Posts tagged ‘Online Buying’

August 9, 2011

Amazon.com and Paying Taxes

by Vince

John Judis at The New Republic has an interesting piece on Amazon’s intentional efforts to avoid taxation in several states that direly need revenue. After all, Amazon’s ability to avoid charging sale’s tax provides you and I opportunities to buy books (as well as plethora of other items) for dirt cheap.

This subject, which has been intensified lately due to Borders declaring bankruptcy, may be a good time for us all to question when to buy books online and when to buy in a store. What logic comes into play when we choose one outlet over the other? For me, if I can find a book for a penny plus ~$4 s&h on Amazon, I will go with that option over a store that may charge anywhere in the upward vicinity of $27 plus tax. If I can find a book in a store for a few dollars more than Amazon, I will go with the store. Judis elaborates on the ripple effects of the latter choice: “local realtors sustain neighborhoods and suburban malls; they fund local newspapers and theater groups. They are part of a community in a way that Amazon or Overstock—its Utah-based partner in fighting state sales taxes—will never be.” It is also worth noting that Amazon would not me Amazon without bookstores or trading houses who originally sell the books that we find online for a low price.

Advertisements
August 10, 2010

…but will it make you happy?

by Vince

A couple wonders if what they have will make them happy. The article is worth the full read:

Inspired by books and blog entries about living simply, Ms. Strobel and her husband, Logan Smith, both 31, began donating some of their belongings to charity. As the months passed, out went stacks of sweaters, shoes, books, pots and pans, even the television after a trial separation during which it was relegated to a closet. Eventually, they got rid of their cars, too. Emboldened by a Web site that challenges consumers to live with just 100 personal items, Ms. Strobel winnowed down her wardrobe and toiletries to precisely that number.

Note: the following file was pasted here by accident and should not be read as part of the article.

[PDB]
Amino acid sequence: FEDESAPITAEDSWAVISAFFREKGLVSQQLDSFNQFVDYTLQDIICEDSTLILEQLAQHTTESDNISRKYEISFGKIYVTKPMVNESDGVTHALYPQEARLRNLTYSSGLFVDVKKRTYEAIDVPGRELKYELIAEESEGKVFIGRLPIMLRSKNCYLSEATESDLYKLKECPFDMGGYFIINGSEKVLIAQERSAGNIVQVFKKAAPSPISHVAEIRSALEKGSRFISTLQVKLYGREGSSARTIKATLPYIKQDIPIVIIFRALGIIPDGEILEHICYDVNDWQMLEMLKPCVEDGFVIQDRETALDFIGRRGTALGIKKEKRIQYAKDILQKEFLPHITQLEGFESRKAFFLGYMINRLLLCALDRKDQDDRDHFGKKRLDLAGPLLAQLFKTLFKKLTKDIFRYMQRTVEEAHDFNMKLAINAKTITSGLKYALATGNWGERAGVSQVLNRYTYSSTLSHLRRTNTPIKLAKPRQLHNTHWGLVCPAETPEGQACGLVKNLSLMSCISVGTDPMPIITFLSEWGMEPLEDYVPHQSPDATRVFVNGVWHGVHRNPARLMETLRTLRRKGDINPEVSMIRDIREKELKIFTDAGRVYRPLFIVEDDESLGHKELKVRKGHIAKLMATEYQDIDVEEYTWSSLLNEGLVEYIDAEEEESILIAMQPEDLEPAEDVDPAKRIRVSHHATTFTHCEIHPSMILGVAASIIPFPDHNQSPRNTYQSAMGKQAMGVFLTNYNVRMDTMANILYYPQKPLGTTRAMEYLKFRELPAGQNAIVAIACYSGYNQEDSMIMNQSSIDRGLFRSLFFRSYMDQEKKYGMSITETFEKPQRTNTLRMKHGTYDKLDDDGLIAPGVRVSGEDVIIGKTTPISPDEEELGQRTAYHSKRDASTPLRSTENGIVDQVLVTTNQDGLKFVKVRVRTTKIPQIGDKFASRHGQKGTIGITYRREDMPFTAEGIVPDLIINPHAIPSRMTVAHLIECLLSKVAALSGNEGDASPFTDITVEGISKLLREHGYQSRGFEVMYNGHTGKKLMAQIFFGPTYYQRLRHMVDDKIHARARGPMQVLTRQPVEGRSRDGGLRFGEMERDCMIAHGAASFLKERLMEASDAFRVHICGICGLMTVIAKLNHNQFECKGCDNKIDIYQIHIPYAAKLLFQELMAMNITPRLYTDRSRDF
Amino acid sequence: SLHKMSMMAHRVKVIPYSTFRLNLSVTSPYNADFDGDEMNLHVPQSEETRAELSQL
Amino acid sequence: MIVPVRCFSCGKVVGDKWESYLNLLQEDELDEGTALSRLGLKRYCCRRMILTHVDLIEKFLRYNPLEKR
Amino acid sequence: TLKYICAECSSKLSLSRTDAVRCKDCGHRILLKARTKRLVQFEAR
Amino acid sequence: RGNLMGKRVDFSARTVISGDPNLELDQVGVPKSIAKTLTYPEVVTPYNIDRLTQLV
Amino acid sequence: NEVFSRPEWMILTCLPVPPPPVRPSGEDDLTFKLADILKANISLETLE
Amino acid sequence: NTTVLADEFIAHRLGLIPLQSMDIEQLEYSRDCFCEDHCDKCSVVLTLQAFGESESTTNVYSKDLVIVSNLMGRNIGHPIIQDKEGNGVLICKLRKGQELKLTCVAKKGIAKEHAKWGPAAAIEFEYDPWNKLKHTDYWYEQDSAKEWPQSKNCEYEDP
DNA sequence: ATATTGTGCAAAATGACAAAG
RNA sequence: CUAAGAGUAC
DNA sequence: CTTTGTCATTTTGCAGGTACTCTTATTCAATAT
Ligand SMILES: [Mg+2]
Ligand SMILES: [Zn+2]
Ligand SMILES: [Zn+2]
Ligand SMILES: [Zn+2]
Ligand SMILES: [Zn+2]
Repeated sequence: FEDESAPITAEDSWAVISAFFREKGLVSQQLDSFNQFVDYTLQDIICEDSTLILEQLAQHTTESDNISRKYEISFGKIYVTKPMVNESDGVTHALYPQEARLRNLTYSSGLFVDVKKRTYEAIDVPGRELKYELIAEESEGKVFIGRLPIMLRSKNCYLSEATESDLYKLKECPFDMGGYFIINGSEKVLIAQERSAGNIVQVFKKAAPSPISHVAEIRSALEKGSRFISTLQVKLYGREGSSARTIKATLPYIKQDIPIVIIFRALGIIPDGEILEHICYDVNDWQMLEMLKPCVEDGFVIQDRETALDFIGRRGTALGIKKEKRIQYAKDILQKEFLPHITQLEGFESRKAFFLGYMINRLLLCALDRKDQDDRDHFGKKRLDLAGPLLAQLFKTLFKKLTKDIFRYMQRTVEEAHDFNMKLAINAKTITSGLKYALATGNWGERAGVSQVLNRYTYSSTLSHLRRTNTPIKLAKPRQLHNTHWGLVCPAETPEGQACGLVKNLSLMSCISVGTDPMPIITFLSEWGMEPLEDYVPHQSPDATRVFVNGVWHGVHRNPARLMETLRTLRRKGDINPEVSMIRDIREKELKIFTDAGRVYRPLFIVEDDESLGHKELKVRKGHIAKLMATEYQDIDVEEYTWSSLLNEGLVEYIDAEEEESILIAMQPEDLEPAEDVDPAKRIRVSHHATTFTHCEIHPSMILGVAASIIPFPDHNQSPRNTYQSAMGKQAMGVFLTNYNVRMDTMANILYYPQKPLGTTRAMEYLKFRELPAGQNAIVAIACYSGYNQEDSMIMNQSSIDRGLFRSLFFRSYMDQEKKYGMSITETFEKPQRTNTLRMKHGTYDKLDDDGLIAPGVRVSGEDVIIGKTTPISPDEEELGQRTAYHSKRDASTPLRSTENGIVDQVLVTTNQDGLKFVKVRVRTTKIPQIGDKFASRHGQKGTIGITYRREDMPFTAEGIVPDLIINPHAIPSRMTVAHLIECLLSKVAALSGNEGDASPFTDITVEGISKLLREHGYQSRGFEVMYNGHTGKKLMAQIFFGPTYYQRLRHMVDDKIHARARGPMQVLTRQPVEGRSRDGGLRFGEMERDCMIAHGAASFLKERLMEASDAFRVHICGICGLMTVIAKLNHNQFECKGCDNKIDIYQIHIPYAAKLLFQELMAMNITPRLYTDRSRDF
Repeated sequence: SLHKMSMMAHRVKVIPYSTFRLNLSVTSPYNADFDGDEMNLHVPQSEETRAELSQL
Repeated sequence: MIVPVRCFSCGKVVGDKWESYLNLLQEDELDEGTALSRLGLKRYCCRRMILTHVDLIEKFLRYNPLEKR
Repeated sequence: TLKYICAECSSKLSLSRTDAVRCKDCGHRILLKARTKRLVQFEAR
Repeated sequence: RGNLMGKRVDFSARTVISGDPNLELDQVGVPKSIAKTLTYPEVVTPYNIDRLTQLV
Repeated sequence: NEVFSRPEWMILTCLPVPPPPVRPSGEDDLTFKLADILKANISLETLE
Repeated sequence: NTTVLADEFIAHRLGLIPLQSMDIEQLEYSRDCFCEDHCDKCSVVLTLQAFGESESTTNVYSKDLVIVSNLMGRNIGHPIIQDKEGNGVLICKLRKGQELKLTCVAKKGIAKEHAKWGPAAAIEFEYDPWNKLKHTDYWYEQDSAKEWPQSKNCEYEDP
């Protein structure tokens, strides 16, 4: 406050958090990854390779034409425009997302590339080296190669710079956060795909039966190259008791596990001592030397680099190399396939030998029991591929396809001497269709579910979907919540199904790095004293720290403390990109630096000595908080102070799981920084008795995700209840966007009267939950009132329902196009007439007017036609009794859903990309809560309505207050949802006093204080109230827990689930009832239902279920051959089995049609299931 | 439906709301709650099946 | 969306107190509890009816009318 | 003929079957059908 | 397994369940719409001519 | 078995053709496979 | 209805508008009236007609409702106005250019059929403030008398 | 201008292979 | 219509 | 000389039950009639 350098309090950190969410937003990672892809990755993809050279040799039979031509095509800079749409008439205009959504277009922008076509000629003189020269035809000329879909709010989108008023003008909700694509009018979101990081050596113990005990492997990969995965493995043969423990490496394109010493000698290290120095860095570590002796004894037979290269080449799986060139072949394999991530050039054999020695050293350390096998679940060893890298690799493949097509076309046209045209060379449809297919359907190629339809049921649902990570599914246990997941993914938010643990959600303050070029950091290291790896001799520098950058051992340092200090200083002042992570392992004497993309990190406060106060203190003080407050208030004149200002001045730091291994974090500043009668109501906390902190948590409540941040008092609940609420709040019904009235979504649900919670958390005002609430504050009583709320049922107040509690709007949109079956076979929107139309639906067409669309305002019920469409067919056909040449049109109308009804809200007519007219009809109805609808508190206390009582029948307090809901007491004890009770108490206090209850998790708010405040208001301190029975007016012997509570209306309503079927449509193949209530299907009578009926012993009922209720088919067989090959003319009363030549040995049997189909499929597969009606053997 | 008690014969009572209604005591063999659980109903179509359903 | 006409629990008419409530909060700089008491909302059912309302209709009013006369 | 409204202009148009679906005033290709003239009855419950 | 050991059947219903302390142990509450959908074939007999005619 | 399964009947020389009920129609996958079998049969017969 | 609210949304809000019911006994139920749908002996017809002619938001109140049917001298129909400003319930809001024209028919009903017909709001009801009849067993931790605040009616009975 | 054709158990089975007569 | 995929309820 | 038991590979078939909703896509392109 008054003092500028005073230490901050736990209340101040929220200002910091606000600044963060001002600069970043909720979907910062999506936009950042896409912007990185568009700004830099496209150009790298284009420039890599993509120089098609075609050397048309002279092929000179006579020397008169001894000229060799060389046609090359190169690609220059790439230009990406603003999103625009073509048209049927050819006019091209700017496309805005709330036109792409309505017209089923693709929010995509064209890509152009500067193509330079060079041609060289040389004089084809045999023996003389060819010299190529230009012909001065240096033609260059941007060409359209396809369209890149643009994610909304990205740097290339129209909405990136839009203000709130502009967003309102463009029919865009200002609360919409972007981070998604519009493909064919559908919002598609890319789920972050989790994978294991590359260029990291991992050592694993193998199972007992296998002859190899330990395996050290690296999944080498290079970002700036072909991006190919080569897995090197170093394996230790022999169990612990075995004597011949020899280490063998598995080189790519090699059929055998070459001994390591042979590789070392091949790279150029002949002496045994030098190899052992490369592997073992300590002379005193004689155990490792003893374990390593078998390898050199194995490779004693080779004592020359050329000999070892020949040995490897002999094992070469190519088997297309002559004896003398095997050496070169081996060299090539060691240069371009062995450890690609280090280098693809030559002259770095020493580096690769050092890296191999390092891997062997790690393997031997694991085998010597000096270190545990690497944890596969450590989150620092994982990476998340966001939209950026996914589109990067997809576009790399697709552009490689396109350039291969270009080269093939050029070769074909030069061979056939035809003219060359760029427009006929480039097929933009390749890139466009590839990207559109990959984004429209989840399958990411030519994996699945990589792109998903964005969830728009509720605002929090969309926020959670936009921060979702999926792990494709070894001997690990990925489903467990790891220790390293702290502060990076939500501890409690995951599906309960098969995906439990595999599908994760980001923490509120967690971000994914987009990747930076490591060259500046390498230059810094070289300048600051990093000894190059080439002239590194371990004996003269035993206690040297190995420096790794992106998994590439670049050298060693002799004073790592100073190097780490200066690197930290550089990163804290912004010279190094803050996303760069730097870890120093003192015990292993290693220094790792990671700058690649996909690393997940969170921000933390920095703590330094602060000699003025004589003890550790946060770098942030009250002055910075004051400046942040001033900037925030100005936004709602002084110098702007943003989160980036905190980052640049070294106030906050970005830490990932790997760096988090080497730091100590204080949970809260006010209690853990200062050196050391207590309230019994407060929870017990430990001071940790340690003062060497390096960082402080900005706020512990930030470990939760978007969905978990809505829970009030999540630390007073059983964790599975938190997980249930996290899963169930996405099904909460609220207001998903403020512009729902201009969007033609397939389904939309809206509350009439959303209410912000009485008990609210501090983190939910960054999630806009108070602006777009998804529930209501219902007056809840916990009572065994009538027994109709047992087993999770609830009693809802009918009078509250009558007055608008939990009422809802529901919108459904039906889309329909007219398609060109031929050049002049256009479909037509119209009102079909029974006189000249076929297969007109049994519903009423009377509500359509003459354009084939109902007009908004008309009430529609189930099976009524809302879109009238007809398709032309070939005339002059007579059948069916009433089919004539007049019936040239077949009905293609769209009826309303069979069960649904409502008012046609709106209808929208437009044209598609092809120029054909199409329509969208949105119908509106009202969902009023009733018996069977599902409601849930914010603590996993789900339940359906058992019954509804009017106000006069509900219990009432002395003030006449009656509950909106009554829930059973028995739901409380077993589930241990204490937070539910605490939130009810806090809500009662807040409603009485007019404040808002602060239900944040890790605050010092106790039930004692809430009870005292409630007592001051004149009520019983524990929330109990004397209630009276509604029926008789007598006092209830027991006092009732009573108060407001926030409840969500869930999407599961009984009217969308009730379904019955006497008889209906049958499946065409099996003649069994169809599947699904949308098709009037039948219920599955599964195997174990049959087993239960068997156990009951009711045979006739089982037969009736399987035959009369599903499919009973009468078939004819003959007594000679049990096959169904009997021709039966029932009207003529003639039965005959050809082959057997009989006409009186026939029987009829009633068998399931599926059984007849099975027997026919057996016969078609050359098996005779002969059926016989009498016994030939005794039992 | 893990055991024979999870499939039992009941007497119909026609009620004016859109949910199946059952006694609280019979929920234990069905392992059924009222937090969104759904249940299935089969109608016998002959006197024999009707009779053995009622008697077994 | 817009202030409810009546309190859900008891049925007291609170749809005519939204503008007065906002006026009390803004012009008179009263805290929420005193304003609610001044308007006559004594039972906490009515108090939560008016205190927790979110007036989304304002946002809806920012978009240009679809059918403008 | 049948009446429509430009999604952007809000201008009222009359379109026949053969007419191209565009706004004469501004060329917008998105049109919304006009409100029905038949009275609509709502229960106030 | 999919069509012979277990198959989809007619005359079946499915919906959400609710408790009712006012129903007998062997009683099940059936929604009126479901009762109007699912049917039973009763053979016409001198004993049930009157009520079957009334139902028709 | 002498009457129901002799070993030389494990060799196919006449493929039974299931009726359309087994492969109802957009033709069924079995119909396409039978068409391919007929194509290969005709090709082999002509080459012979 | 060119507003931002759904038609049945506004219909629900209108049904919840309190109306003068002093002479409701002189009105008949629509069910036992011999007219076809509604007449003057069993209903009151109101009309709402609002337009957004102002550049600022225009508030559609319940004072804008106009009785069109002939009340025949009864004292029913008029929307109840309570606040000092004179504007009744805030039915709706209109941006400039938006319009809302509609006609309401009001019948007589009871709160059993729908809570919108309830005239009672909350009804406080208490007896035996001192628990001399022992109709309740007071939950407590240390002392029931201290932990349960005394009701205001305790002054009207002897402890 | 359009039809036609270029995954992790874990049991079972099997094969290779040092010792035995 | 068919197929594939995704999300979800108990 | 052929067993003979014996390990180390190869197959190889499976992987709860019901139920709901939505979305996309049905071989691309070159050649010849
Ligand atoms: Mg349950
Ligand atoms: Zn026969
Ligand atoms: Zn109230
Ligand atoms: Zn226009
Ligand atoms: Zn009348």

Her mother called her crazy.

Today, three years after Ms. Strobel and Mr. Smith began downsizing, they live in Portland, Ore., in a spare, 400-square-foot studio with a nice-sized kitchen. Mr. Smith is completing a doctorate in physiology; Ms. Strobel happily works from home as a Web designer and freelance writer. She owns four plates, three pairs of shoes and two pots. With Mr. Smith in his final weeks of school, Ms. Strobel’s income of about $24,000 a year covers their bills. They are still car-free but have bikes. One other thing they no longer have: $30,000 of debt.

As I began to read this, I could understand how their parents saw them as crazy. As I read on, I can see how they could be greatly praised by the same people. Debt free living trumps any lifestyle based on the overabundance of things, especially at the cost of your credit, money, and your own / your families mobility. Reports have been released that America’s personal debt has decreased while in fact many of these debts have been cancelled or made null by the card lending companies. Buying / spending habits are not different.

I noticed a neat side to buying and money the other month. I was buying a shirt from a clothing store. I had waited for this shirt to go on sale, which is an improvement for me (I use to buy at full price without even thinking about it). It was a good price for the shirt and I was pleased. The cost didn’t deter me. When I viewed that charge on my credit card that month in relation to my other purchases (most notably other leisure items), I saw that same charge amount have more of an impact on my wallet and my thinking than before. It was strange and gives in to the complex of electronic purchases: I ordered this item online and didn’t shell out the cash right then and there. It seems that credit card purchasing online delays that reactive feeling. Could that there have a deeper meaning?

Picture source: here.